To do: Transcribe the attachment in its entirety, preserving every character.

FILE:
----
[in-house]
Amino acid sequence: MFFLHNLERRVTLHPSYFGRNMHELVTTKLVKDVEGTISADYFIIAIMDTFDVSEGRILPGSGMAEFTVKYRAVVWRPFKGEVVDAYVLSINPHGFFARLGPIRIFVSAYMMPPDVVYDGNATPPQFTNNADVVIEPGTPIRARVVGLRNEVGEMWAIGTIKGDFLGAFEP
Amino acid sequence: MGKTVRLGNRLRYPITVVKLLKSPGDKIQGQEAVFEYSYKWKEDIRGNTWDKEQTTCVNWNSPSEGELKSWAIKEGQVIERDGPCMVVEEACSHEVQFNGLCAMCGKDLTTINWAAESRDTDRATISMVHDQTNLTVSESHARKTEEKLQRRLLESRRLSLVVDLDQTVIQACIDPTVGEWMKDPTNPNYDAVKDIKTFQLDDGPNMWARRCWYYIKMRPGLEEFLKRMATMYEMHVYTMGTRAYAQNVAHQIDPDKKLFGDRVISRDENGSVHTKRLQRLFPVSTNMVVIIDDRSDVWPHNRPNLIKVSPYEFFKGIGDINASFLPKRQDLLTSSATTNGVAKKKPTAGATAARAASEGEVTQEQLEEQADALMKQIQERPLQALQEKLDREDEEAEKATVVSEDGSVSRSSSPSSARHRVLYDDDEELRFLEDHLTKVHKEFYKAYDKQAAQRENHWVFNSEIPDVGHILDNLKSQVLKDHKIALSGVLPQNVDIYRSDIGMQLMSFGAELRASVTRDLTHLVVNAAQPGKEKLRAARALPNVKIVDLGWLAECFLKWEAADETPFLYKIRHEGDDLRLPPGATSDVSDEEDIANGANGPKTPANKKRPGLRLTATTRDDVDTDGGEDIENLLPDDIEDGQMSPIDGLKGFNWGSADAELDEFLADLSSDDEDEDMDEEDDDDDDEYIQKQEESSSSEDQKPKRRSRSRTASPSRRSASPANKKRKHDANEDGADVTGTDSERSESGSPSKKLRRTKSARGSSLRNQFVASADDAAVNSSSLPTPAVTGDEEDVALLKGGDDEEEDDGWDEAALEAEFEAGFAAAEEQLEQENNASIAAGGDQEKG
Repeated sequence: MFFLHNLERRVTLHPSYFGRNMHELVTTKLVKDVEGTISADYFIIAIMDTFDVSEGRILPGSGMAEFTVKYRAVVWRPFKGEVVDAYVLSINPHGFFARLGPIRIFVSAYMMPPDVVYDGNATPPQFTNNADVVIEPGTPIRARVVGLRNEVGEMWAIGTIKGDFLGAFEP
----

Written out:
[in-house]
Amino acid sequence: MFFLHNLERRVTLHPSYFGRNMHELVTTKLVKDVEGTISADYFIIAIMDTFDVSEGRILPGSGMAEFTVKYRAVVWRPFKGEVVDAYVLSINPHGFFARLGPIRIFVSAYMMPPDVVYDGNATPPQFTNNADVVIEPGTPIRARVVGLRNEVGEMWAIGTIKGDFLGAFEP
Amino acid sequence: MGKTVRLGNRLRYPITVVKLLKSPGDKIQGQEAVFEYSYKWKEDIRGNTWDKEQTTCVNWNSPSEGELKSWAIKEGQVIERDGPCMVVEEACSHEVQFNGLCAMCGKDLTTINWAAESRDTDRATISMVHDQTNLTVSESHARKTEEKLQRRLLESRRLSLVVDLDQTVIQACIDPTVGEWMKDPTNPNYDAVKDIKTFQLDDGPNMWARRCWYYIKMRPGLEEFLKRMATMYEMHVYTMGTRAYAQNVAHQIDPDKKLFGDRVISRDENGSVHTKRLQRLFPVSTNMVVIIDDRSDVWPHNRPNLIKVSPYEFFKGIGDINASFLPKRQDLLTSSATTNGVAKKKPTAGATAARAASEGEVTQEQLEEQADALMKQIQERPLQALQEKLDREDEEAEKATVVSEDGSVSRSSSPSSARHRVLYDDDEELRFLEDHLTKVHKEFYKAYDKQAAQRENHWVFNSEIPDVGHILDNLKSQVLKDHKIALSGVLPQNVDIYRSDIGMQLMSFGAELRASVTRDLTHLVVNAAQPGKEKLRAARALPNVKIVDLGWLAECFLKWEAADETPFLYKIRHEGDDLRLPPGATSDVSDEEDIANGANGPKTPANKKRPGLRLTATTRDDVDTDGGEDIENLLPDDIEDGQMSPIDGLKGFNWGSADAELDEFLADLSSDDEDEDMDEEDDDDDDEYIQKQEESSSSEDQKPKRRSRSRTASPSRRSASPANKKRKHDANEDGADVTGTDSERSESGSPSKKLRRTKSARGSSLRNQFVASADDAAVNSSSLPTPAVTGDEEDVALLKGGDDEEEDDGWDEAALEAEFEAGFAAAEEQLEQENNASIAAGGDQEKG
Repeated sequence: MFFLHNLERRVTLHPSYFGRNMHELVTTKLVKDVEGTISADYFIIAIMDTFDVSEGRILPGSGMAEFTVKYRAVVWRPFKGEVVDAYVLSINPHGFFARLGPIRIFVSAYMMPPDVVYDGNATPPQFTNNADVVIEPGTPIRARVVGLRNEVGEMWAIGTIKGDFLGAFEP